Words by Alicia Pei Wen Kang
Mixing the latest hip-hop hits with decade-old equipment isn’t the most common method in the modern era, but DJ DM Wright makes it look easy. The 26-year-old carries a passion for seeking out tunes of any genre, though he especially craves new tracks in his chosen style: hip-hop.
Wright owns an impressive, expanding collection of more than 350 vinyl records. “It keeps me open to new and different music I’ve never considered before,” Wright says. But the records are more than just a hobby. Wright sustains his music production by sampling parts of tracks on those records and editing them with an older sampling machine, an MPC 1000. “I don’t really use software. [The MPC] has a lot of possibilities if you really master how to use it, and I still want to fully utilize its potential.”
The MPC 1000 is a 64-track sampler/sequencer and is often used by DJs to create beats for their tracks. This old-school approach still enables DJs to create professional quality beats, including advanced sample editing, sequencing, effects, drum kit building, chopping, multisampling and program editing.
Many DJs in the field use other variations to create beats like the Maschine or Ableton, which have a newer touch and feel. These new machines require less effort compared to the old-school MPC 1000 because the software includes more presets. Working the MPC 1000 may be a little challenging for many individuals, but Wright appreciates the quality that the equipment is able to produce.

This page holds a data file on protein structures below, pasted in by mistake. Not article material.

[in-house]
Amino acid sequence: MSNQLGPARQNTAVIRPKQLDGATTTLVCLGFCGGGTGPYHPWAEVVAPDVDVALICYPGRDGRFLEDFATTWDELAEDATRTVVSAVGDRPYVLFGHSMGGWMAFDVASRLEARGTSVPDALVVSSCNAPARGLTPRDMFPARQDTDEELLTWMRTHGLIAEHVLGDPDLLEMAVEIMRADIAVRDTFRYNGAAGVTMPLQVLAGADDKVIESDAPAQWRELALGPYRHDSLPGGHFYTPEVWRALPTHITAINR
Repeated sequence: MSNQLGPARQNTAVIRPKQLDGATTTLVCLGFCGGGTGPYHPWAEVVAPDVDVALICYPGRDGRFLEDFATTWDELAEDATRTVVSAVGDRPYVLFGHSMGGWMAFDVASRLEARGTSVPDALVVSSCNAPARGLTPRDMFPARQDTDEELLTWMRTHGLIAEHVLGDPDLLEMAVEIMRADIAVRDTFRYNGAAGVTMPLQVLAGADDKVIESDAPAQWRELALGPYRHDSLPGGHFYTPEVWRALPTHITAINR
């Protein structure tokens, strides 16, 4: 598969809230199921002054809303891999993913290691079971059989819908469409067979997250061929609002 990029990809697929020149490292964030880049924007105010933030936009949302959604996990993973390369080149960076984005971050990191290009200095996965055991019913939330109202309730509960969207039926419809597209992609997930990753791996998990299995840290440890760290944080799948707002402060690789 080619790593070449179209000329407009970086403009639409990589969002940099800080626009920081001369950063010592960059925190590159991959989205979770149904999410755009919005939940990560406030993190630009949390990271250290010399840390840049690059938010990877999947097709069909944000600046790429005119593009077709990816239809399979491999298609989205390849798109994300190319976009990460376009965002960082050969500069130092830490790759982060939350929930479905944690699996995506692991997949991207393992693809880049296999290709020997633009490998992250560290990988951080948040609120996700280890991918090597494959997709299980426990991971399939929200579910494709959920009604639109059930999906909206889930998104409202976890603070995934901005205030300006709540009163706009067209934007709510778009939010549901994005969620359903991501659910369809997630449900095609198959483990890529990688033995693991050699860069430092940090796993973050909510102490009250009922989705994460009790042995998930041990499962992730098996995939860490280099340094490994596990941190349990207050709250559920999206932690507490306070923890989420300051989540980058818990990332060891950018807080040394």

“When I tell people that I make beats, they ask what program I use. And I don’t use programs besides the MPC 1000, which is kind of just an all-in one thing that I have along with my turntables and my record collections…”
But his passion didn’t begin with vinyl or the MPC 1000. It began on wheels. “Skateboarding introduced me to hip-hop about 15 years ago — skate videos and video game soundtracks particularly,” Wright says. “It helps me listen better to the message behind the music.”
Skateboarding combined with his love for dancing to give Wright all the tools he needed to be a successful DJ. Eight years of breakdancing and popping — a quick, jerky type of street dance — helps Wright create music that makes people groove. “When I make something, I want people to move to it. I want people to dance to it.”
The former T-Pain world tour dancer doesn’t identify himself solely a hip-hop producer. “I like playing any good stuff regardless of their ages. When I’m producing music, I don’t like to limit myself to a set genre. I just want [my music] to make my listeners dance. That’s what motivates me.”
Wright currently co-hosts with local artists at a monthly hip-hop event, “Freshen Up” with the Des Moines Social Club, and he’s scheduled to DJ in a number of break-dancing competitions and hip-hop celebrations in Des Moines. When asked about his future plans, Wright says he would like to become a resident DJ at a few local nightspots and continue pushing the unique style the local scene has to offer.
“I know [other DJs] try to travel to another city to get started, but I don’t think there’s a need. It’s really been growing so much here within the last few years and I see so much potential in our local artists,” Wright says, “We just need to let people know that we’re more than another Midwestern city.”